The bottom line is that all of my effort has to be for me because "they're" never going to validate me. I can't allow their treatment of me to get through to me or it'll inspire hopelessness and despair. If they want to behave like animals (and again, me not living in America makes this much worse), then I'm going to regard them as worse than that. Their actions show that they don't deserve the respect that comes with valuing their opinions. Frankly, the people who treat me badly are less than dirt to me and beneath my contempt.

This is a horrible way to regard my fellow humans, but it is something which they cultivate in me by being so disrespectful of me based on a cursory evaluation. They cannot value me because I am fat, and I cannot value them because they abuse me. At least I'm evaluating them based on their overt displays of poor character while they evaluate me based only on appearance.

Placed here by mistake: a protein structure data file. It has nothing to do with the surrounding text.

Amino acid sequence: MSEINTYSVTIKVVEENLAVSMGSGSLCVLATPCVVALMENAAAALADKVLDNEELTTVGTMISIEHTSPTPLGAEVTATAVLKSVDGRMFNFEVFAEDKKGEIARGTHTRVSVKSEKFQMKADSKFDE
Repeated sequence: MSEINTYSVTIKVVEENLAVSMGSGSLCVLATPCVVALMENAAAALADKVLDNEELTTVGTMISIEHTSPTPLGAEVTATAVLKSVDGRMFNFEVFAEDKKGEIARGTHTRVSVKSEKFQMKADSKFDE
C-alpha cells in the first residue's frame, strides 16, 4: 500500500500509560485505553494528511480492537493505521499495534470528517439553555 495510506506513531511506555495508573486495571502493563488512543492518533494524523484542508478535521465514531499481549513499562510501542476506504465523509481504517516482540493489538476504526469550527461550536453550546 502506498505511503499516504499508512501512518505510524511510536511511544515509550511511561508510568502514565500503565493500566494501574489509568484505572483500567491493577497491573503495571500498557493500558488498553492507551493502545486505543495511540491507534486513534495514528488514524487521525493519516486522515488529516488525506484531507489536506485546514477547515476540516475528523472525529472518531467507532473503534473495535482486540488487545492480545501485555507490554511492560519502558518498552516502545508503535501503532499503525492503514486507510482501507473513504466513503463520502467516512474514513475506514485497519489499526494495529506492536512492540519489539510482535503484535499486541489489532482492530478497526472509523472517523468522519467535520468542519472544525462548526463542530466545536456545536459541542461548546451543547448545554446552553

dlamb said...

I have never heard the term either, but this post touched on a point that I've been wondering about for a really long time.
I wonder if there is a difference in the self perception of people who have been overweight since childhood, compared to those who have not. If there IS something such as "fatorexia", I probably "suffer" from it. What I mean is that during my fat periods, I never see myself quite as fat as I am. How do I know that I don't? Because when I see a picture of myself or I catch a glimpse of myself in a reflection UNEXPECTEDLY, my reaction is one of WOW, is that REALLY ME???
When I look in the mirror the rest of the time, I literally do not SEE myself as that huge. I've often wondered about this. I have never loathed myself when I have been fat, nor did I attribute people's occasional hostile treatment of me to my being fat.